During the negotiations leading up to the 2015 Paris Agreement, nations agreed to reduce greenhouse gas emissions. But they also gave climate scientists some extra homework. In addition to the periodic IPCC reports assessing the latest in climate science, nations wanted some specific reports focused on topics that hadn’t really been covered before. As some nations demanded a new and more stringent goal of limiting global warming to 1.5°C rather than 2°C, they needed a report on what that would take—and how much risk it could avoid.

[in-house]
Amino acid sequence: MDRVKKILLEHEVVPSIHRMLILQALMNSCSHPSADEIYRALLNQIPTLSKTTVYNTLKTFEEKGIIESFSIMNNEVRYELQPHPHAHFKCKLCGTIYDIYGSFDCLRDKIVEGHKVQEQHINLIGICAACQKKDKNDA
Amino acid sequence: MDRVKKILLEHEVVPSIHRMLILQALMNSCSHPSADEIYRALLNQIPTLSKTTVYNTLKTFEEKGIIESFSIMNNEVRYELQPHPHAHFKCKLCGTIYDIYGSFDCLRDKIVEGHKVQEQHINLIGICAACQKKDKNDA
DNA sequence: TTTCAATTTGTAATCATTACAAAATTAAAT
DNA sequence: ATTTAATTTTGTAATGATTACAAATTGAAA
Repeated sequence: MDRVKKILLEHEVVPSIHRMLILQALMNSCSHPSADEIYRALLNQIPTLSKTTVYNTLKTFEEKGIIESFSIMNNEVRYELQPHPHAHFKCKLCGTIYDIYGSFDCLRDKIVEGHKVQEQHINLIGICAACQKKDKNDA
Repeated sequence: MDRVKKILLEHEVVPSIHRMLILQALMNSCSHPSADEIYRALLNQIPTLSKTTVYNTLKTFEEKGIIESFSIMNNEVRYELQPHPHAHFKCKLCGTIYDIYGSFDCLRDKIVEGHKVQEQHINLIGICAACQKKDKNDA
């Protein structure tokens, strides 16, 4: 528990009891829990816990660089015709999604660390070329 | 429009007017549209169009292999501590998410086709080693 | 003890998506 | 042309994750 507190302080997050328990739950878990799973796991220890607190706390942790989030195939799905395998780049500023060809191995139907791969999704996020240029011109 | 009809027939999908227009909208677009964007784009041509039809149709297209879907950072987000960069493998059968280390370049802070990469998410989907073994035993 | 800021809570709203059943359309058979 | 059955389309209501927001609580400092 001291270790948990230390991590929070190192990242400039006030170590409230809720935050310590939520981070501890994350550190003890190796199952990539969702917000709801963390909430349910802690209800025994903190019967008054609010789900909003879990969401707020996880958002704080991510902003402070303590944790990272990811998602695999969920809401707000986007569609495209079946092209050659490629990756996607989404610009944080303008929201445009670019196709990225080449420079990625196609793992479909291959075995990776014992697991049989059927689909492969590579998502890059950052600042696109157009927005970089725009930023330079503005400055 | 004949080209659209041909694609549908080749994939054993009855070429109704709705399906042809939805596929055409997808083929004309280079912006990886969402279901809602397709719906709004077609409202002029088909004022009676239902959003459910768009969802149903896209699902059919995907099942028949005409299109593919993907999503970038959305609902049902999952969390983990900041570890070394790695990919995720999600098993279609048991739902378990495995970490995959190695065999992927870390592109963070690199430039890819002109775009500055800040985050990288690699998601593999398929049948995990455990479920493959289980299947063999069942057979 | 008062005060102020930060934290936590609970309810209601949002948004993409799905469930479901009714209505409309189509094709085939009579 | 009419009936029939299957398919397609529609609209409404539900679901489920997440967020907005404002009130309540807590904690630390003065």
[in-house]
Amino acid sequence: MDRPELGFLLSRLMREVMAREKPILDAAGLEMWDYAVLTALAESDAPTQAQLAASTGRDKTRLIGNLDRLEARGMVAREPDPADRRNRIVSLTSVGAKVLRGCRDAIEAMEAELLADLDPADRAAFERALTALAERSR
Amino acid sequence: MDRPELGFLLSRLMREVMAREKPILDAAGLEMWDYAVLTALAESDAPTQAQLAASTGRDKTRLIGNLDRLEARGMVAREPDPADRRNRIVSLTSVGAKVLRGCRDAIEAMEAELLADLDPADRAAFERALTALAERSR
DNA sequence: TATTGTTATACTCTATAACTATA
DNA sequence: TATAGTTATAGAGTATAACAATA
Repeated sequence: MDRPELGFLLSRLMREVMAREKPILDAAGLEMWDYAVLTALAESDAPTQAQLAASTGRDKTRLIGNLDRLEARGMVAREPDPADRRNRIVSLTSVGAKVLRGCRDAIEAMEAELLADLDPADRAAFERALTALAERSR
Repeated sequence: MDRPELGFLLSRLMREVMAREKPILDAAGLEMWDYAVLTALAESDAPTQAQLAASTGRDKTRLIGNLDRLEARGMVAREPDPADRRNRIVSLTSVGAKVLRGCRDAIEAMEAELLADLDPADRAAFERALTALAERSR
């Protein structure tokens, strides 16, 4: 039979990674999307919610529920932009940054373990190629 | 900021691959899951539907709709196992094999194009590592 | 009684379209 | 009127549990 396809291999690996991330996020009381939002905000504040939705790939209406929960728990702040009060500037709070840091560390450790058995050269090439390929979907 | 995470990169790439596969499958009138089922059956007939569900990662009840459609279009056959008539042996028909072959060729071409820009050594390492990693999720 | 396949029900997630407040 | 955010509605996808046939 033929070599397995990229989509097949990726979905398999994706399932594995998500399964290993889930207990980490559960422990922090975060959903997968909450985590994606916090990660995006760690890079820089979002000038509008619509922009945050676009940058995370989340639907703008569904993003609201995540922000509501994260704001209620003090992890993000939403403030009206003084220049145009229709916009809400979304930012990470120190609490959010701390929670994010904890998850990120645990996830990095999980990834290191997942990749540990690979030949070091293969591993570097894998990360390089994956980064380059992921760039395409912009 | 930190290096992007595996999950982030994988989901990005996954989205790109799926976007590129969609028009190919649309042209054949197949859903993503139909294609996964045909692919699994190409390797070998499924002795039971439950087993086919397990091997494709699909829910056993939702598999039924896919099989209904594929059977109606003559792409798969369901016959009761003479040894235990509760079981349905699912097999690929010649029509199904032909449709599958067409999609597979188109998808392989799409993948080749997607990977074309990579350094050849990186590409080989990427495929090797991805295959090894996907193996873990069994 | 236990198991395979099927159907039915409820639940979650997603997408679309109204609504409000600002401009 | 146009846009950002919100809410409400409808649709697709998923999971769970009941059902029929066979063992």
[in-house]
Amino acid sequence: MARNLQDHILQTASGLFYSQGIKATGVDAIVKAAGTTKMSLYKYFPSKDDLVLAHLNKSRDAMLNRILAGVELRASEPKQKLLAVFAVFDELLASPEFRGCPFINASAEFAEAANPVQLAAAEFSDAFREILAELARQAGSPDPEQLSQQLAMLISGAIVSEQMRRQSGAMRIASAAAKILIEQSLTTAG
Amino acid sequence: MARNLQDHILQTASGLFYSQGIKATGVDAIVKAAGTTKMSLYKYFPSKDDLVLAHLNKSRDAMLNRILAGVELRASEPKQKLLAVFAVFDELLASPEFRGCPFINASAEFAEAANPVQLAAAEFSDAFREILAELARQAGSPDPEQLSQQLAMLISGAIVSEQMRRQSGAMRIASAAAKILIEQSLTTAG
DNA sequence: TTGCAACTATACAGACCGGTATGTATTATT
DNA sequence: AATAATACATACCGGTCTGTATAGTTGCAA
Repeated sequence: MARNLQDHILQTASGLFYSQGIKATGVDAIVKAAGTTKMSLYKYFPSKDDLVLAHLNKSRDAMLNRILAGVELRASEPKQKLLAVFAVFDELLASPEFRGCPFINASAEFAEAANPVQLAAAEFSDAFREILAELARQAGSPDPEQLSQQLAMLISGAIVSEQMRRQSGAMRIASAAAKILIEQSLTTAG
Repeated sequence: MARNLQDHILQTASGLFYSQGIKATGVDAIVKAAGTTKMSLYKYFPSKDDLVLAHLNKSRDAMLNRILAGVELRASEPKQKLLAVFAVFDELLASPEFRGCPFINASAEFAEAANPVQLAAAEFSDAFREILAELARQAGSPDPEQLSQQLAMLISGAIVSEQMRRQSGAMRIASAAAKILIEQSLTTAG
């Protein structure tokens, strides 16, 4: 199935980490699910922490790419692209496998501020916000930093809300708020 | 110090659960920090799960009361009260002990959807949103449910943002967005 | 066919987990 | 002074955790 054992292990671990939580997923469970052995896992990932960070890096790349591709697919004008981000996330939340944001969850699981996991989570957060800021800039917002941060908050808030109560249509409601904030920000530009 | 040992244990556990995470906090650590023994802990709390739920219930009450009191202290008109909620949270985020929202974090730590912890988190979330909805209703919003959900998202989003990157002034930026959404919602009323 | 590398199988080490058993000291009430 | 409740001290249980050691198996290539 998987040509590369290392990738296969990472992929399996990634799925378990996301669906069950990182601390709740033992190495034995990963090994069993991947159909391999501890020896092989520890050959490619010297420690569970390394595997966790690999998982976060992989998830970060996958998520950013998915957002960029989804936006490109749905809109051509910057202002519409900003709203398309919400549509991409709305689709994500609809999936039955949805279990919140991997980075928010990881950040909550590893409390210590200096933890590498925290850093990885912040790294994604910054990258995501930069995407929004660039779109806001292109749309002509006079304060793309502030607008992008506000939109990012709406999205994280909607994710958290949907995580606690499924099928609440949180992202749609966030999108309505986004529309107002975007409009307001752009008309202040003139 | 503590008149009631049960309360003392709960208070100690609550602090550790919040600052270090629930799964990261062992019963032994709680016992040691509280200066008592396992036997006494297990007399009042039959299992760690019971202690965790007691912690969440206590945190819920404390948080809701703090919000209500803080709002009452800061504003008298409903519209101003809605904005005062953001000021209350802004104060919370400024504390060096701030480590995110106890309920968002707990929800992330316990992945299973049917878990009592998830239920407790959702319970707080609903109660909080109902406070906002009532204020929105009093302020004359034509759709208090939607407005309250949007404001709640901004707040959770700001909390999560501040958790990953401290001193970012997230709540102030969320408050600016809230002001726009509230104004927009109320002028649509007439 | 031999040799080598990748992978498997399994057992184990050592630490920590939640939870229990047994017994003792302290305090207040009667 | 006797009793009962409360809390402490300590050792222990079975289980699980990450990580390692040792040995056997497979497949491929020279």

Today saw the release of another report, this one focused on land use. The report is the result of volunteered efforts of 107 scientists from 52 countries, referencing research from some 7,000 studies. It covers the ways that human agriculture, forestry, and land use contributes to climate change, the way climate change is impacting these activities, and what we can do about both of those things.
Human land use contributes almost a quarter of our current greenhouse gas emissions. Clearing forests takes the carbon in the vegetation and adds it to the atmosphere as CO2. Farming can also result in a release of carbon as CO2, nitrous oxide from fertilizer, and methane from (primarily) livestock and rice paddies.